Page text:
Many insects and animals glow in the dark in order to lure preys and deter predators.
But guess what, fireflies aren’t the only ones in the animal kingdom that come with an enchanting display of light. Starting from jellyfish and squids to glow worms, there are others too, who have a luminescent side to them. Now the question is, what’s the secret behind their fascinating glow?
Well, the answer is bioluminescence, a natural phenomenon that enables living organisms emit light. This happens due to a chemical reaction taking place within the cells of these organisms to help them perform certain vital functions like self-protection, attracting mates, luring preys and much more.
Fireflies, as we all know, are winged beetles blessed with the power of producing light on their own. Well, this is because they are endowed with special light producing organs in their abdomen called ‘lanterns’ (How appropriate is that!).
In these organs, a chemical reaction takes place among oxygen, calcium, a pigment named luciferin and an enzyme named luciferase. This helps them emit light. They do it primarily to lure prey and attract potential mates.
In fact, you’ll be surprised to know that fireflies can not only produce their own light but also synchronise their light emission.
Apart from firefly, jellyfish, the transparent aquatic animal with a jelly-like appearance, too has the ability to glow in the dark. In fact, jellyfish is known to emit blue or green light. But how do they do it?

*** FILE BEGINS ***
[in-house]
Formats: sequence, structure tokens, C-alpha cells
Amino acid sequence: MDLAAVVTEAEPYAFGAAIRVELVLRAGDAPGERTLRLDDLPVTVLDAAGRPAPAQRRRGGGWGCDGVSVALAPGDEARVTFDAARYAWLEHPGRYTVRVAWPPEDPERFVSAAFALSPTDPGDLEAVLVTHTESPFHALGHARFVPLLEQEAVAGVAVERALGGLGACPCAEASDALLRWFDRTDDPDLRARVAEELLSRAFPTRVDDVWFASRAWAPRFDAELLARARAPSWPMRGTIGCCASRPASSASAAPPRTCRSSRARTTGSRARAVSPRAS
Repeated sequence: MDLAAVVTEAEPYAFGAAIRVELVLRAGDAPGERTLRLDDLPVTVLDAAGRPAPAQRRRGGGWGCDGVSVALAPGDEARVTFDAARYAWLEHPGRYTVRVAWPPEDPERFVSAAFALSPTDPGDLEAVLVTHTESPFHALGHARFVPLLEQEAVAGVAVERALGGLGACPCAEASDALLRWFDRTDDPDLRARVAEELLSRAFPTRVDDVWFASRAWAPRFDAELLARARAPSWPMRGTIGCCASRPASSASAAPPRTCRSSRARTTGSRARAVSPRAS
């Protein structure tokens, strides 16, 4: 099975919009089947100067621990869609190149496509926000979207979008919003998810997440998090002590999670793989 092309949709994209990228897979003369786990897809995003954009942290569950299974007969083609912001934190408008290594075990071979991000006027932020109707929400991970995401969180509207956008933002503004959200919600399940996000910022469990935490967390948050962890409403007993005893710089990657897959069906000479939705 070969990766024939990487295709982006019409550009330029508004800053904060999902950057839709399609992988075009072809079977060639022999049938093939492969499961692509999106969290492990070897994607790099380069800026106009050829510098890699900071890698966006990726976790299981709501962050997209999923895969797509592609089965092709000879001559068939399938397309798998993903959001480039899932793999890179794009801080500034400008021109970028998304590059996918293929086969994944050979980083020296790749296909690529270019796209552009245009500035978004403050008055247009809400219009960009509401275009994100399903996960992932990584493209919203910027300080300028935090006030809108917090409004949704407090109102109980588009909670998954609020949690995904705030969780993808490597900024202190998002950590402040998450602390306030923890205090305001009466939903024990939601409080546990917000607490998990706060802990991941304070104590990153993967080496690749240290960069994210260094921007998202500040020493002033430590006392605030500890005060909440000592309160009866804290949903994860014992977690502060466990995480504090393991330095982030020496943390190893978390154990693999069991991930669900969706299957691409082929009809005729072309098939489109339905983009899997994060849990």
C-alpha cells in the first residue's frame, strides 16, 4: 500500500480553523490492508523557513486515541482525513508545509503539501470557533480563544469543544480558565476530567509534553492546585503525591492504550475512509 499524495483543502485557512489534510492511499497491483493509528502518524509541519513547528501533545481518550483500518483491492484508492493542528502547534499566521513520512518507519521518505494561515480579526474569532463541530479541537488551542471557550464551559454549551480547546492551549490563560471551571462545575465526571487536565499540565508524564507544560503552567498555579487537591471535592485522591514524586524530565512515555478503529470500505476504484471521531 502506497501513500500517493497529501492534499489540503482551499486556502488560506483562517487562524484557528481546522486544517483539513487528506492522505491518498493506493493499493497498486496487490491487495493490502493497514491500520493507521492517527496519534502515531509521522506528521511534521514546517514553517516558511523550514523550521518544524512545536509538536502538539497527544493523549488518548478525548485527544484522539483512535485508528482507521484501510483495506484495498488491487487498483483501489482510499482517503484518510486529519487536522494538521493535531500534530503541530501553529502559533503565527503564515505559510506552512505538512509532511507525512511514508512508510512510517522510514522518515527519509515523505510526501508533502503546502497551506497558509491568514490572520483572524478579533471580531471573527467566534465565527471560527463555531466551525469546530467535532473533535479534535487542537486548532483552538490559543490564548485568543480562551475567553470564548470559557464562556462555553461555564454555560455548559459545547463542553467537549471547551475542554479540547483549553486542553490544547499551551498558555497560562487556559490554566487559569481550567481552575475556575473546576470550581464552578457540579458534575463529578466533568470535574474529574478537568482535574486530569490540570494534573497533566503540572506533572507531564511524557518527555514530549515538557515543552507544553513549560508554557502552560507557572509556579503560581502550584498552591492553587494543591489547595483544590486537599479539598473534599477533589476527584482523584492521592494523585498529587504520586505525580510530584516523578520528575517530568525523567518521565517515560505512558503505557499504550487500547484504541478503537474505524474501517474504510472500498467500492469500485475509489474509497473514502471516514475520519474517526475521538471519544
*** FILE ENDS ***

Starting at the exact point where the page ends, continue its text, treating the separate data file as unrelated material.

Well, research reveals that jellyfish secrete a kind of luminescent ink present in their jelly sack that allows them to distract predators and escape. And guess what? They activate this simply by touch.
Also, besides their own defence mechanism, jellyfish glow in the dark to attract predators who can in turn locate and feed on one another. Isn’t that smart? They also do it to warn other organisms that they have occupied a particular region for their own species, and don’t want to be disturbed.
Squid, the eight-armed marine carnivorous mollusc with a distinguished pair of tentacles, also happens to have the special characteristic of glowing in the dark. This is how they emit light:
They take the help of a specialised gland called photophore that can produce light, thanks to presence of some chemicals in it. In fact, the light produced by squid is quite bright, considering photophores are spread over large portions of their bodies.
Usually, the colours of the light are either blue or green, helping them to navigate deep underwater and attract potential preys and hide away from predators.